There is a certain group of Congressmen who have become super-solicitous about every dollar of defense expenditures. They are unwilling to accept the recommendations of our military experts, and require them to justify every weapon and explain every cost overrun in minute detail.
These same Congressmen, so cost-conscious when it comes to defense, are perfectly willing to write a blank check when it comes to. huge budget requests in the educational field. Their curious double standard was exposed last month during the House debate on the appropriation for the National Science Foundation.
Congressman John Conlan proposed an amendment which reserved to the relevant Senate and House committees the right to pass on the Foundation’s curriculum projects. The House erupted in oratory about “thought control!’ tactics and “censorship” at the very notion that anyone would dare to supervise or second-guess the psychological experts who are trying to remold the minds of our children.
What stimulated the Conlan amendment was the protests of thousands of parents against a National Science Foundation curriculum project for ten-year-olds called “Man: A Course of Study” or MACOS for short. It is full of references to adultery, cannibalism, killing female babies and old people, trial marriage, wife-swapping, violent murder, and other abhorrent behavior of an almost extinct tribe of Eskimos.
When the MACOS program was completed at a cost of nearly $7 million, more than 50 publishers refused to market it because of its objectionable content. The National Science Foundation then subsidized a promotion and marketing scheme in direct competition with regular textbook publishers so that 1,700 schools could buy it at cutrate prices. Many have since dropped it because of parental opposition.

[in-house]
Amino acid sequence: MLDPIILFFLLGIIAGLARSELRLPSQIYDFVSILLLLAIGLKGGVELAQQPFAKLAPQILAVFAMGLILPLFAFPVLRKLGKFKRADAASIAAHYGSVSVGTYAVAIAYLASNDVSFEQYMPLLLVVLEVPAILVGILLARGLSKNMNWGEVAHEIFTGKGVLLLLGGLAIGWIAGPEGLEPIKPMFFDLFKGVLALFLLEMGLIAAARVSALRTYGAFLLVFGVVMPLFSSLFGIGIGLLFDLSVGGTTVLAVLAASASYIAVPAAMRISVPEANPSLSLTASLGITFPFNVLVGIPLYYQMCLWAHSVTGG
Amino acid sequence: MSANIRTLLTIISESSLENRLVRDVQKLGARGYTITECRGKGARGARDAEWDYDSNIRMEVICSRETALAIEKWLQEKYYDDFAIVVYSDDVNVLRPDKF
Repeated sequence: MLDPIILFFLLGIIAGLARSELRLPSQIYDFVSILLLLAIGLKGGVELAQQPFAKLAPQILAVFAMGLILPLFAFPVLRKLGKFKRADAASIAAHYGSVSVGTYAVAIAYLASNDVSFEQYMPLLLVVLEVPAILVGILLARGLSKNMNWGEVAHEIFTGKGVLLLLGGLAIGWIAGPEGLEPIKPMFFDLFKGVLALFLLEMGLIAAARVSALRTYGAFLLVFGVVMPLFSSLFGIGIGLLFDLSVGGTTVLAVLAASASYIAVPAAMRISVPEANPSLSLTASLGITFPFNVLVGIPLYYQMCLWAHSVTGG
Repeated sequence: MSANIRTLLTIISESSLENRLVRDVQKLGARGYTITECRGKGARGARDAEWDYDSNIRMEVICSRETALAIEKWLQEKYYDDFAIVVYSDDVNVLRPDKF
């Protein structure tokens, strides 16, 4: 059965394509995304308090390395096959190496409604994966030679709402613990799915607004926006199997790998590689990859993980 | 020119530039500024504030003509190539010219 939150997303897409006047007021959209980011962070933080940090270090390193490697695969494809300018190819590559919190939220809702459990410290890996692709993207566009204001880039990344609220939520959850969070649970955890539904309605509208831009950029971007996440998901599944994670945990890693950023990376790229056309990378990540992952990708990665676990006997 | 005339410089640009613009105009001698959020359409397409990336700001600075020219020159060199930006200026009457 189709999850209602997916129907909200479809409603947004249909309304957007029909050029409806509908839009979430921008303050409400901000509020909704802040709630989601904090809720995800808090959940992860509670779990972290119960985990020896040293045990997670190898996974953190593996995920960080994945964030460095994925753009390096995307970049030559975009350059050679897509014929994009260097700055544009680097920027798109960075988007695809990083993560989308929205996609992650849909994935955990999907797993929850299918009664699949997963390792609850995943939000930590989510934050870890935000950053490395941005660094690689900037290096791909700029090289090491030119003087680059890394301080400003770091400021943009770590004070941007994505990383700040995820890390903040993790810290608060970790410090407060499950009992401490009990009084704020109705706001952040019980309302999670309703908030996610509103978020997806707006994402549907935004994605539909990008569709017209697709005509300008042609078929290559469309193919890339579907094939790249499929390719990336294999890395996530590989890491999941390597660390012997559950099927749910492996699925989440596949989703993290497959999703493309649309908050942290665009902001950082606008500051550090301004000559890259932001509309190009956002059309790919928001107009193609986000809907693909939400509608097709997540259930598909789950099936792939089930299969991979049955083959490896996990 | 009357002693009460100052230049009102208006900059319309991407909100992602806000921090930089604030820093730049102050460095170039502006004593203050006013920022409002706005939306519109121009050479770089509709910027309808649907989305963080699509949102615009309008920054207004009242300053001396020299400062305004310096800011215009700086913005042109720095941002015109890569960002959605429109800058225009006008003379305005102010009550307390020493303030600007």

What is the purpose of inducing fifth-graders to spend so much time on an off-beat, remote, and immoral society that could be of incidental interest only to graduate-level anthropological historians? The MACOS supporters readily admit that its purpose is to require ten-year-olds, through the technique of “role-playing” in class, to identify with the various customs described in the curriculum, and thereby conclude that there are no moral absolutes. MACOS thus teaches that, in moral values, anything goes, and it all depends on the situation.
After Congressman Conlan’s amendment failed by a narrow vote, Congressman Robert Bauman proposed a similar amendment which re quires the National Science Foundation to provide Congress with a 30-day notice of proposed grants, during which time Congress has the option to veto them. Any grants disapproved would become effective at the end of the 30-day period.
The Bauman amendment passed the House and is a step in the right direction toward calling a halt to the ridiculous projects funded by the U.S. Government and foisted off on our school children in the name of education. The MACOS project indicates that the experts financed by the National Science Foundation may need more supervision than the ten-year-olds they are supposed to be educating.